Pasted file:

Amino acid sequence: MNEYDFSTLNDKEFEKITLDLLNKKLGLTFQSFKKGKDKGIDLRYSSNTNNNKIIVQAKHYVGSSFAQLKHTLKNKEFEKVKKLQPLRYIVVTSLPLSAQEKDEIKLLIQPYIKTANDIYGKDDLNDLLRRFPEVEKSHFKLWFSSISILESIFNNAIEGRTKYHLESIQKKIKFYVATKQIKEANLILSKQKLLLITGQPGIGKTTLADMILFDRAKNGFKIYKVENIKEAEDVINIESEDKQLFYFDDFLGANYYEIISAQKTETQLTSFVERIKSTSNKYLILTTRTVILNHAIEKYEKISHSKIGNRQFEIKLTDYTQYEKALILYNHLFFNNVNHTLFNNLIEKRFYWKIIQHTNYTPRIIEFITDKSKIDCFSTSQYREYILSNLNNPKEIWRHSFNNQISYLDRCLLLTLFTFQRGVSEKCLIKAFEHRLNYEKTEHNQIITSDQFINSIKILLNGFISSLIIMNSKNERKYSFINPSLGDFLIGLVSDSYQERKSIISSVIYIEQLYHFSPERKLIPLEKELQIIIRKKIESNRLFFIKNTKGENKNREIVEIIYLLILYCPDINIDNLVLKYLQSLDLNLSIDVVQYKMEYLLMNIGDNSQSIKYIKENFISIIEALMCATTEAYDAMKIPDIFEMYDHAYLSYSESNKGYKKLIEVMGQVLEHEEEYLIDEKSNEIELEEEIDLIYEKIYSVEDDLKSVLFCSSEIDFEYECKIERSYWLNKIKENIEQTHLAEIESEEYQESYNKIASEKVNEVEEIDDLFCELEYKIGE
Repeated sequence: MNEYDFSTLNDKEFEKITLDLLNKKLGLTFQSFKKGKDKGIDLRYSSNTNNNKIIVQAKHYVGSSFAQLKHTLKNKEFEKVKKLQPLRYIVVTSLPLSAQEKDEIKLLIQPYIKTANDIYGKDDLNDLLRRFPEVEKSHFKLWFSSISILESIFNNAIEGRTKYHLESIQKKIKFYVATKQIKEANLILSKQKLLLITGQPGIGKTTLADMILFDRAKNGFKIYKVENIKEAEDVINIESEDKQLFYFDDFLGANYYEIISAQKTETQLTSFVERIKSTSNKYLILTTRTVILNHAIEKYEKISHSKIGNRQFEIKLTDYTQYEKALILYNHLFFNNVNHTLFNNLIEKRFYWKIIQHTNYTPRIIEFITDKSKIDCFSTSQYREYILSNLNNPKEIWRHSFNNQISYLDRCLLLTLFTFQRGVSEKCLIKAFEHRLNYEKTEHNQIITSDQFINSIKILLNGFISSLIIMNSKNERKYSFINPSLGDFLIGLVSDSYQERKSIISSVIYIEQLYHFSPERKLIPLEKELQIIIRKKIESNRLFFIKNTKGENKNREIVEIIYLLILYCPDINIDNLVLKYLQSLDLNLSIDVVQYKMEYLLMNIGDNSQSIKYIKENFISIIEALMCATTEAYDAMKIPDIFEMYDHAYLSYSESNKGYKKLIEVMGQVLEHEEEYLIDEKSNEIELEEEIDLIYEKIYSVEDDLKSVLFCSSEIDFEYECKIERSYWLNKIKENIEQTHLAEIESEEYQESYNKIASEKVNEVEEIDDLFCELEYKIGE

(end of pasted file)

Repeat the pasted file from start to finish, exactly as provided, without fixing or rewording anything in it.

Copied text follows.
Amino acid sequence: MNEYDFSTLNDKEFEKITLDLLNKKLGLTFQSFKKGKDKGIDLRYSSNTNNNKIIVQAKHYVGSSFAQLKHTLKNKEFEKVKKLQPLRYIVVTSLPLSAQEKDEIKLLIQPYIKTANDIYGKDDLNDLLRRFPEVEKSHFKLWFSSISILESIFNNAIEGRTKYHLESIQKKIKFYVATKQIKEANLILSKQKLLLITGQPGIGKTTLADMILFDRAKNGFKIYKVENIKEAEDVINIESEDKQLFYFDDFLGANYYEIISAQKTETQLTSFVERIKSTSNKYLILTTRTVILNHAIEKYEKISHSKIGNRQFEIKLTDYTQYEKALILYNHLFFNNVNHTLFNNLIEKRFYWKIIQHTNYTPRIIEFITDKSKIDCFSTSQYREYILSNLNNPKEIWRHSFNNQISYLDRCLLLTLFTFQRGVSEKCLIKAFEHRLNYEKTEHNQIITSDQFINSIKILLNGFISSLIIMNSKNERKYSFINPSLGDFLIGLVSDSYQERKSIISSVIYIEQLYHFSPERKLIPLEKELQIIIRKKIESNRLFFIKNTKGENKNREIVEIIYLLILYCPDINIDNLVLKYLQSLDLNLSIDVVQYKMEYLLMNIGDNSQSIKYIKENFISIIEALMCATTEAYDAMKIPDIFEMYDHAYLSYSESNKGYKKLIEVMGQVLEHEEEYLIDEKSNEIELEEEIDLIYEKIYSVEDDLKSVLFCSSEIDFEYECKIERSYWLNKIKENIEQTHLAEIESEEYQESYNKIASEKVNEVEEIDDLFCELEYKIGE
Repeated sequence: MNEYDFSTLNDKEFEKITLDLLNKKLGLTFQSFKKGKDKGIDLRYSSNTNNNKIIVQAKHYVGSSFAQLKHTLKNKEFEKVKKLQPLRYIVVTSLPLSAQEKDEIKLLIQPYIKTANDIYGKDDLNDLLRRFPEVEKSHFKLWFSSISILESIFNNAIEGRTKYHLESIQKKIKFYVATKQIKEANLILSKQKLLLITGQPGIGKTTLADMILFDRAKNGFKIYKVENIKEAEDVINIESEDKQLFYFDDFLGANYYEIISAQKTETQLTSFVERIKSTSNKYLILTTRTVILNHAIEKYEKISHSKIGNRQFEIKLTDYTQYEKALILYNHLFFNNVNHTLFNNLIEKRFYWKIIQHTNYTPRIIEFITDKSKIDCFSTSQYREYILSNLNNPKEIWRHSFNNQISYLDRCLLLTLFTFQRGVSEKCLIKAFEHRLNYEKTEHNQIITSDQFINSIKILLNGFISSLIIMNSKNERKYSFINPSLGDFLIGLVSDSYQERKSIISSVIYIEQLYHFSPERKLIPLEKELQIIIRKKIESNRLFFIKNTKGENKNREIVEIIYLLILYCPDINIDNLVLKYLQSLDLNLSIDVVQYKMEYLLMNIGDNSQSIKYIKENFISIIEALMCATTEAYDAMKIPDIFEMYDHAYLSYSESNKGYKKLIEVMGQVLEHEEEYLIDEKSNEIELEEEIDLIYEKIYSVEDDLKSVLFCSSEIDFEYECKIERSYWLNKIKENIEQTHLAEIESEEYQESYNKIASEKVNEVEEIDDLFCELEYKIGE